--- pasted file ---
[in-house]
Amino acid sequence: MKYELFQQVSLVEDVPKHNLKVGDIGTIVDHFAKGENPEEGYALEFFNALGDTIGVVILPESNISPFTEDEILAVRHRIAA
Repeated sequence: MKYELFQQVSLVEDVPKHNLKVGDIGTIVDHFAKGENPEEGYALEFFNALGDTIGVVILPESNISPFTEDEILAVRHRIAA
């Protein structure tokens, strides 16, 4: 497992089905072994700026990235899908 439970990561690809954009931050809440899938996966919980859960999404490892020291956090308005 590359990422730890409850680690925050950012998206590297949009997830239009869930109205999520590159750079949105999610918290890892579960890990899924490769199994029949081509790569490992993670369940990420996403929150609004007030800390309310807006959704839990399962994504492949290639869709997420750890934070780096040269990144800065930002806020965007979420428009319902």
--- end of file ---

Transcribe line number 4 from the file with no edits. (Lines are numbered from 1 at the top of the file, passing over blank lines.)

């Protein structure tokens, strides 16, 4: 497992089905072994700026990235899908 439970990561690809954009931050809440899938996966919980859960999404490892020291956090308005 590359990422730890409850680690925050950012998206590297949009997830239009869930109205999520590159750079949105999610918290890892579960890990899924490769199994029949081509790569490992993670369940990420996403929150609004007030800390309310807006959704839990399962994504492949290639869709997420750890934070780096040269990144800065930002806020965007979420428009319902």